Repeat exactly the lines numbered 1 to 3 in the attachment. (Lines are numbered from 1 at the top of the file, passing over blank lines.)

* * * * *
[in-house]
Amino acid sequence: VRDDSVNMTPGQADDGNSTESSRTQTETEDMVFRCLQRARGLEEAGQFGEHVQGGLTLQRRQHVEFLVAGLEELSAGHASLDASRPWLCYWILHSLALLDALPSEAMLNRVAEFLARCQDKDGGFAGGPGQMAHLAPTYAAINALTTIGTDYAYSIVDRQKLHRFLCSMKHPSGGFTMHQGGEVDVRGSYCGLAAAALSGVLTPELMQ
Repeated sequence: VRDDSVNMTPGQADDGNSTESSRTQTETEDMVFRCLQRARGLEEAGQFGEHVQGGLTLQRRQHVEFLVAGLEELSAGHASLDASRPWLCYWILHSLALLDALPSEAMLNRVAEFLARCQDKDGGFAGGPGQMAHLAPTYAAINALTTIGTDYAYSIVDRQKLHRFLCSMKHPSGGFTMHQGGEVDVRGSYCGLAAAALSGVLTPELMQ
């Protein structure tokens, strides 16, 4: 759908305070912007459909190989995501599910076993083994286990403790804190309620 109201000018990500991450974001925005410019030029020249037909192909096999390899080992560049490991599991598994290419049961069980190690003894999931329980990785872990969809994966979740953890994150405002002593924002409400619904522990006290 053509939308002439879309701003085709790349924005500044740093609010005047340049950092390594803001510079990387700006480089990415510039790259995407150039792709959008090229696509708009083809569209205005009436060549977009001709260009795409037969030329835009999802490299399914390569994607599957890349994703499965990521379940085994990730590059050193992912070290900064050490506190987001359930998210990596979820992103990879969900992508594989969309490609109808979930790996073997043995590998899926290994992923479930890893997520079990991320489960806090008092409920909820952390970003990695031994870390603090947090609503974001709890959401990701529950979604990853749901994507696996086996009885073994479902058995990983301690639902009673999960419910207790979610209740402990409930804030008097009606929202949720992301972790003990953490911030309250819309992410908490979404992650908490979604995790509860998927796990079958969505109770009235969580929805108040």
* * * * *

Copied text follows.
[in-house]
Amino acid sequence: VRDDSVNMTPGQADDGNSTESSRTQTETEDMVFRCLQRARGLEEAGQFGEHVQGGLTLQRRQHVEFLVAGLEELSAGHASLDASRPWLCYWILHSLALLDALPSEAMLNRVAEFLARCQDKDGGFAGGPGQMAHLAPTYAAINALTTIGTDYAYSIVDRQKLHRFLCSMKHPSGGFTMHQGGEVDVRGSYCGLAAAALSGVLTPELMQ
Repeated sequence: VRDDSVNMTPGQADDGNSTESSRTQTETEDMVFRCLQRARGLEEAGQFGEHVQGGLTLQRRQHVEFLVAGLEELSAGHASLDASRPWLCYWILHSLALLDALPSEAMLNRVAEFLARCQDKDGGFAGGPGQMAHLAPTYAAINALTTIGTDYAYSIVDRQKLHRFLCSMKHPSGGFTMHQGGEVDVRGSYCGLAAAALSGVLTPELMQ